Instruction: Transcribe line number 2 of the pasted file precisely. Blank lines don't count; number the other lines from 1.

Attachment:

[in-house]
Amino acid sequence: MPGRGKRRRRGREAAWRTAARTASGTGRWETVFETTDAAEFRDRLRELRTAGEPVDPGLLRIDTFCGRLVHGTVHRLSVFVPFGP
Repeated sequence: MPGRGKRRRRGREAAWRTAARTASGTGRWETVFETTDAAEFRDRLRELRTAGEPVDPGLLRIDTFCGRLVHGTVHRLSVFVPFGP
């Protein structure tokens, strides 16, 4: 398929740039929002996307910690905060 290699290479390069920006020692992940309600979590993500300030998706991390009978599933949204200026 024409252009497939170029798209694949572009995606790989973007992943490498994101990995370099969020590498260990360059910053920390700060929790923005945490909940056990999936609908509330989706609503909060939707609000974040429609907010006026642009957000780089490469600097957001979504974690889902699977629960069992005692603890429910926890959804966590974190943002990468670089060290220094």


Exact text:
Amino acid sequence: MPGRGKRRRRGREAAWRTAARTASGTGRWETVFETTDAAEFRDRLRELRTAGEPVDPGLLRIDTFCGRLVHGTVHRLSVFVPFGP